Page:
News National ‘It sickens me and it should sicken you, Mr Abbott’
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‘It sickens me and it should sicken you, Mr Abbott’

'Hopefully as you read this article, Mr Abbott, you can see a little of yourself here.'
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Dear Mr Abbott,

Imagine an Australia where over 50s are denied access to medical care. Imagine an Australia where black people are not allowed to adopt. Imagine an Australia where women are not allowed to vote. Imagine an Australia where Muslims are not allowed to attend schools.

Each of these ideas should sicken you. They are travesties: instances of specific and targeted discrimination against a slice of the Australian population.

Now imagine an Australia where gays are denied the right to marry.

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This is the Australia that your actions are perpetuating, Mr Abbott. This is the Australia that makes me sad for my country.

I am a gay male, 28 years of age, in a long-term stable and loving relationship with my partner of four years. His name is Kelvin.

I have loved him from the moment I met him. His intelligent conversation, subversive humour, and delightful smile are all I need in a partner. Every moment I’m not at work I try to spend with him.

Ireland voted in favour of allowing same-sex marriage in a historic referendum in May.
Ireland voted in favour of allowing same-sex marriage in a historic referendum in May. Photo: Getty

Sometimes we kiss in public. Don’t worry, it’s always pecks, never pashes.

We love to cook together. Sometimes when I have sore feet from work he gives me a foot rub as we watch TV.

We take trips together, our last being a road trip around the USA. New York was beautiful and cosmopolitan; have you been?

Hopefully as you read this article, Mr Abbott, you can see a little of yourself here.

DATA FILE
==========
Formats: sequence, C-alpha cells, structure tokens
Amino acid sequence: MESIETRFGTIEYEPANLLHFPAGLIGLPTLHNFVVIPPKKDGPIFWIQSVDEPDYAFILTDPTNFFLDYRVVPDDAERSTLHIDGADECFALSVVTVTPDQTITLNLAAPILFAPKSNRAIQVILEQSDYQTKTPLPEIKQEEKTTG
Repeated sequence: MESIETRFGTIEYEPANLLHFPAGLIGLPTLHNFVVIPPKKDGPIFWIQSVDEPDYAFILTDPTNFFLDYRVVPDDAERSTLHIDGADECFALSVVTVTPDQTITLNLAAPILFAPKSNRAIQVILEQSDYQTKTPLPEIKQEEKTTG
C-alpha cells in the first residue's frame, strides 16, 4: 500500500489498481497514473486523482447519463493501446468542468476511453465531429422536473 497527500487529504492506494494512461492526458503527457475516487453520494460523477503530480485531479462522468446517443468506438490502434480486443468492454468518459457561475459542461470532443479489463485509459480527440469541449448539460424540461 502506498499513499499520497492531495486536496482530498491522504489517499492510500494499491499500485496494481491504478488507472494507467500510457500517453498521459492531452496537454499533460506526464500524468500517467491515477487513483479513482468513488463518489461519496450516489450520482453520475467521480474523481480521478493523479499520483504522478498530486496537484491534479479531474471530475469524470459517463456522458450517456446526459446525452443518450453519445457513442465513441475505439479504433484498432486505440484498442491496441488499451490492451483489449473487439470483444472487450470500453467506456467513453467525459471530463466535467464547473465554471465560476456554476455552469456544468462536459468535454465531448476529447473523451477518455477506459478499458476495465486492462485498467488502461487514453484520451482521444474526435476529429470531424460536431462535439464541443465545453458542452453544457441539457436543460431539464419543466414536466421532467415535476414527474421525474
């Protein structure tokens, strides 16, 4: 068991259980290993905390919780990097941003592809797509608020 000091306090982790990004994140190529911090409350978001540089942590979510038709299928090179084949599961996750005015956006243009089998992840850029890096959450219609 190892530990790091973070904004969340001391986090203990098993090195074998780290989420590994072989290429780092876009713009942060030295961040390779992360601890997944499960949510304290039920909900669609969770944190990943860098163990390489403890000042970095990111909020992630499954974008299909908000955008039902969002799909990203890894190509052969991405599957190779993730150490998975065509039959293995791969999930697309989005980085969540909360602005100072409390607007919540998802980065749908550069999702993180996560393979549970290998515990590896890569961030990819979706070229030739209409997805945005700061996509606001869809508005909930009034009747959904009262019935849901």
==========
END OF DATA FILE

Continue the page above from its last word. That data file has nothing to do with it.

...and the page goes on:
That’s the point. Gay people are not aliens, weirdos, or creeps. We are as varied as any other random slice of the Australian population. But if there’s one defining quality to being gay, it’s love. It just happens to be between two members of the same sex.

Beyond that, I’m just like you: a man trying to navigate his way through life’s crazy game.

A large part of me thinks that the homophobia I still see in Australia stems from a low-brow straight male reaction of disgust towards the thought of gay male sex.

I can empathise with that gut reaction. As a gay male, I find the thought of female genitalia off-putting. But what I do not do is allow this to translate into a misogynistic attitude towards women, let alone a national policy of discrimination towards them.

I have the mental strength to logically transcend my mental wiring.

Marriage has a loaded history as what was once primarily a transfer of property (the bride) from the father to the new husband, along with a payment (or dowry) for her upkeep. So don’t tell me this is about ‘traditional definitions’.

Thankfully, it has lost these patriarchal overtones for most married couples, and is instead an expression of love, and a joyous celebration of love between two people in front of their friends, families, and colleagues.

While you read this, Mr Abbott, anti-gay discrimination is happening somewhere in the world.

Tony Abbott insists marriage is between a man and woman.
Tony Abbott insists marriage is between a man and woman. Photo: AAP

In Russia last month, did you know that two men walked through the streets of Moscow holding hands as part of a social experiment, and that they were taunted and bullied every few minutes by passers-by?

Of course, that’s just Russia.

Surely we in Australia can shirtfront such ugly social conservatism?

As someone who has published books in medieval history, I am acutely aware of the long history of association between the Abrahamic religions and homophobia. In the Middle Ages, arch-conservative churchmen wrote books about the scourge of male-male love, about the punishments of Sodom and Gomorrah.

That was the Middle Ages, a time when churchmen were more than happy to ignore Jesus’ message of love. This is the 21st century.

Now imagine a new Australia.

In this Australia, the majority treats minorities with calm and respect. Each acknowledges the other, accepts difference, and learns from diversity.

Wouldn’t that be nice? Kelvin and I think so.

Keagan Brewer is an academic and educator specialising in history and literature. He has recently completed his doctorate in medieval studies at the The University of Sydney. 

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